Alas, it may be a while, or perhaps never, before another “photogenic pack” takes the Druids place in Lamar Valley.
A little less well known than the Hubble and its gorgeous images is the ground based ESO.
ESO Stands for the European Organisation for Astronomical Research in the Southern Hemisphere
ESO operates three unique world-class observing sites in the Atacama Desert region of Chile: La Silla, Paranal and Chajnantor. ESO’s first site is at La Silla, a 2400 m high mountain 600 km north of Santiago de Chile. It is equipped with several optical telescopes with mirror diameters of up to 3.6 metres. The 3.5-metre New Technology Telescope broke new ground for telescope engineering and design and was the first in the world to have a computer-controlled main mirror, a technology developed at ESO and now applied to most of the world’s current large telescopes. The ESO 3.6-metre telescope is now home to the world’s foremost extrasolar planet hunter: HARPS (High Accuracy Radial velocity Planet Searcher), a spectrograph with unrivalled precision.
ESO, thankfully, was not affected adversely by the recent Chilean Earthquake.
Anyway, if you like astronomy pictures a la the Hubble, signing up for ESO releases (or following them on Twitter or facebook) is another way to get your fix. For example, a release, today, from ESO is of a nebula in a neglected corner of the Orion Constellation: “The Cosmic Bat”
Over on Universe Today, a link to a paper which puts forth the theory that 25% of all of the stars of the Milky Way are originally from other galaxies. “It turns out that many of the stars and globular star clusters we see when we look into the night sky are not natives, but aliens from other galaxies,” said Duncan Forbes. “They have made their way into our galaxy over the last few billion years.”
Previously astronomers had suspected that some globular star clusters, which each contain between 10000 and several million stars were foreign to our galaxy, but it was difficult to positively identify which ones.”
I think the lede is a little off. Instead of thinking of them as invaders, one might think of them as subjugated stars, since its more likely that the Milky Way *captured* them than any other mechanism. I recall a paper not long ago that identified a former dwarf galaxy within the bounds of the Milky Way, but this paper suggests there are many more dwarf galaxies and globular clusters engulfed by our galaxy than I thought.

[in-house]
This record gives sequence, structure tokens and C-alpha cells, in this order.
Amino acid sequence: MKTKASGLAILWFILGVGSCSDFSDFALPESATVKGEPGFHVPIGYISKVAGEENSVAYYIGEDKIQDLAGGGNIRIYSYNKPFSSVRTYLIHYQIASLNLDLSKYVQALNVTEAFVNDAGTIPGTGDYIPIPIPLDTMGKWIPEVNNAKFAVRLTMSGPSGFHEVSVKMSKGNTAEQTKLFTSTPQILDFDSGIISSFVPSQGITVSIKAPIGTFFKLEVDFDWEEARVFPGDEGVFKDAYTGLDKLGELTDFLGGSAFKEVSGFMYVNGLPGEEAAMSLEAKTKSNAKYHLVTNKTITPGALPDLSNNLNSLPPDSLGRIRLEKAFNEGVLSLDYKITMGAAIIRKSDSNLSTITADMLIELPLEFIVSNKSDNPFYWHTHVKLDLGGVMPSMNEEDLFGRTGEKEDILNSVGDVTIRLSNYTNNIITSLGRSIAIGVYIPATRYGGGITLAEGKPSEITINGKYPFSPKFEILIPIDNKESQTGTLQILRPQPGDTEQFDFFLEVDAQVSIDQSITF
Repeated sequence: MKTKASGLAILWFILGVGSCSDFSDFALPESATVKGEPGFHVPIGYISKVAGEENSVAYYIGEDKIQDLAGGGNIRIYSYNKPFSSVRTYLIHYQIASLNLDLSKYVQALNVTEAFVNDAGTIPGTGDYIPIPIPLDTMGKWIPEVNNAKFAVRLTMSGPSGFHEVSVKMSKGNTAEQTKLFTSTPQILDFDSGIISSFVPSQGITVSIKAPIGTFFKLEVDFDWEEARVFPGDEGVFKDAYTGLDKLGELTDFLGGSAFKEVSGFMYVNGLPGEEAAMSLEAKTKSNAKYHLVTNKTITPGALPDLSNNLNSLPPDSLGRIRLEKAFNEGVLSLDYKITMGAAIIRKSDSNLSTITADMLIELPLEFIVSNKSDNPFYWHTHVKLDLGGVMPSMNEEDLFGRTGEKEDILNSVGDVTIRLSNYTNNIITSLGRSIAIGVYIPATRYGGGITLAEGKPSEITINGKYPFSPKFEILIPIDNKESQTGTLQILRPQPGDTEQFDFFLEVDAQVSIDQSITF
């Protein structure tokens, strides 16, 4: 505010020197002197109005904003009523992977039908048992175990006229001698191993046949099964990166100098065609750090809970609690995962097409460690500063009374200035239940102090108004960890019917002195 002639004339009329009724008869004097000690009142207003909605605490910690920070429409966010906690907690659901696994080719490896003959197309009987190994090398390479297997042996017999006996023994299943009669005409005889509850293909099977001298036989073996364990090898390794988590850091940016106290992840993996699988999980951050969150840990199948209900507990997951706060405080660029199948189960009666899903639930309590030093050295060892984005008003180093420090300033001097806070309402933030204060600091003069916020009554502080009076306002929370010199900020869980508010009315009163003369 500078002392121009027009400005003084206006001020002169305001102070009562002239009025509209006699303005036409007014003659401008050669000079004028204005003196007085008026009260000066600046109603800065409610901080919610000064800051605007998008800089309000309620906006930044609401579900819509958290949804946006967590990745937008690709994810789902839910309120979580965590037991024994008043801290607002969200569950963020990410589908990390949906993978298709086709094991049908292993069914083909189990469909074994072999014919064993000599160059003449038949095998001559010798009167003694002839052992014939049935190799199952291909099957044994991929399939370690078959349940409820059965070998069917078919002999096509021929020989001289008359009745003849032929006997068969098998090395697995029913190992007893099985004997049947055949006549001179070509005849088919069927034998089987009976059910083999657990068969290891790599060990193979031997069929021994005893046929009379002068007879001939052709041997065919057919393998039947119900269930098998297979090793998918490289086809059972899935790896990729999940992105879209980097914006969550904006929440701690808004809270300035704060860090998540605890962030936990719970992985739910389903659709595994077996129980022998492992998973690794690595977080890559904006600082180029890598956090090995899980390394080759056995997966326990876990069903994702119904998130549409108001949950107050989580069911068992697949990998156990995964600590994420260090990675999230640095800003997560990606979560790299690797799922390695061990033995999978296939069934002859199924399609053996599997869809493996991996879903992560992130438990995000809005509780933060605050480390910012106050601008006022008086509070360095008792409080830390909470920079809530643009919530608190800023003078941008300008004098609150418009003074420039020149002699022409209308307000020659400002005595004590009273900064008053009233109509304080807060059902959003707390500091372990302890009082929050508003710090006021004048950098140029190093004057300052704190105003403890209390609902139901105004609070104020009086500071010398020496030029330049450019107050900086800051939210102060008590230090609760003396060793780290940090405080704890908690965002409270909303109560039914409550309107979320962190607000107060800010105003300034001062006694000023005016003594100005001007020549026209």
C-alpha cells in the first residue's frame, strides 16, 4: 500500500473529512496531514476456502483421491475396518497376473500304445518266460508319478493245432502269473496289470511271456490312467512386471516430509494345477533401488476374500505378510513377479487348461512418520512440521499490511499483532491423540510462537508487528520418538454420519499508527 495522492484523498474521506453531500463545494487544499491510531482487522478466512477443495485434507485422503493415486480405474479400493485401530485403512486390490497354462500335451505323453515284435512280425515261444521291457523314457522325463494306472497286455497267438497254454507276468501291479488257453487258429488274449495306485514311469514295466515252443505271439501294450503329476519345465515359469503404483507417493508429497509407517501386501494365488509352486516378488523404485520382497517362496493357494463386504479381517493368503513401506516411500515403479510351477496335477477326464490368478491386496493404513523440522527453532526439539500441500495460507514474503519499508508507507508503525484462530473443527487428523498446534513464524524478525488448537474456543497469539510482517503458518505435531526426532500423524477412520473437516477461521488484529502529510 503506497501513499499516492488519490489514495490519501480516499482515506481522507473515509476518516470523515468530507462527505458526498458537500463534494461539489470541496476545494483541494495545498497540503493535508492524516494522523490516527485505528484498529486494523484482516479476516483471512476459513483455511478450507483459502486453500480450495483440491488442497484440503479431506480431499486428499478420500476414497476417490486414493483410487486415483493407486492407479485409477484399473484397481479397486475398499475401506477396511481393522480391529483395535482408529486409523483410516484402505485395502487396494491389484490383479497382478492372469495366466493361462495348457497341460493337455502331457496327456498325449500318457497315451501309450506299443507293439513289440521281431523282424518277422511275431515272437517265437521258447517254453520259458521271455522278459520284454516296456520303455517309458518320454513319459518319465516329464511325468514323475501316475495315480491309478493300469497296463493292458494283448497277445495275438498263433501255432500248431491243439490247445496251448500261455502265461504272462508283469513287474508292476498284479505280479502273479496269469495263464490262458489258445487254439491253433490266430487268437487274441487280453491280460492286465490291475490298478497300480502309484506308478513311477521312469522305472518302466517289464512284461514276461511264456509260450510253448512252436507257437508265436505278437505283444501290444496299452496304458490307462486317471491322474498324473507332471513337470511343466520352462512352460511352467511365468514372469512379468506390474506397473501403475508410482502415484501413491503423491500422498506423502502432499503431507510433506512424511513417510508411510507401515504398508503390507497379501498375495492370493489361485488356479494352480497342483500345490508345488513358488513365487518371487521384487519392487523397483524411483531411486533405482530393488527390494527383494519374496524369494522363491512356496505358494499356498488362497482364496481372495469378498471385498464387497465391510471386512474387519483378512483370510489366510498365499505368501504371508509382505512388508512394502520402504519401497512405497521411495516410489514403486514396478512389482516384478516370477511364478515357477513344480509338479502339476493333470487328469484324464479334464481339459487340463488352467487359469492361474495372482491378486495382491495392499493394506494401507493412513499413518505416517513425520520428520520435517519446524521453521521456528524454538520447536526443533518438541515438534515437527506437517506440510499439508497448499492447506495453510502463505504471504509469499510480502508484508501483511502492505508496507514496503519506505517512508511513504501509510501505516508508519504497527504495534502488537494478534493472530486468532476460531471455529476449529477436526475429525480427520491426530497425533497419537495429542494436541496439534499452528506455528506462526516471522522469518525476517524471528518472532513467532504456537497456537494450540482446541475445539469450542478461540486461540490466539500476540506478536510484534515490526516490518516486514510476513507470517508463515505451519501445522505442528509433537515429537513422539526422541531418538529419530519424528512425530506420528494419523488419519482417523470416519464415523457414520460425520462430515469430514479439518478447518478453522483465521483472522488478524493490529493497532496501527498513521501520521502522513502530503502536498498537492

http://www.npr.org/templates/story/story.php?storyId=123781211 King Tutankhamen, known as Egypt’s boy pharaoh, probably spent much of his life in pain before dying at 19 from the combined effects of malaria and a broken leg, scientists say.
You may have read or heard this story already, giving a new analysis of the life (and probable) death of the boy king, King Tut.
Curved spine, cleft palate, malaria, injuries…even if he was a King, he didn’t have that Kingly a life. I did not know that 100 walking sticks were found in the tomb. It makes sense, given the problems he likely had in life.
Shaped like a leaf itself, the slug Elysia chlorotica already has a reputation for kidnapping the photosynthesizing organelles and some genes from algae. Now it turns out that the slug has acquired enough stolen goods to make an entire plant chemical-making pathway work inside an animal body, says Sidney K. Pierce of the University of South Florida in Tampa.
The slugs can manufacture the most common form of chlorophyll, the green pigment in plants that captures energy from sunlight, Pierce reported January 7 at the annual meeting of the Society for Integrative and Comparative Biology. Pierce used a radioactive tracer to show that the slugs were making the pigment, called chlorophyll a, themselves and not simply relying on chlorophyll reserves stolen from the algae the slugs dine on.
The findings have to be replicated, of course. It could be a mistake and the slugs are getting the chlorophyll from algae rather than manufacturing it completely by themselves. Still, it shows that Nature is far more strange than we imagined…
A Reality-Based Blog for Paul Weimer's interests, including but not limited to Science and F/SF, books, Movies, NFL Football, Role Playing Games, Photography, and why 6*9=42. "Living in the Science Fiction Present", Proudly supporting Anti-Mundane SF, and aware of all internet traditions! I'm just this guy, you know?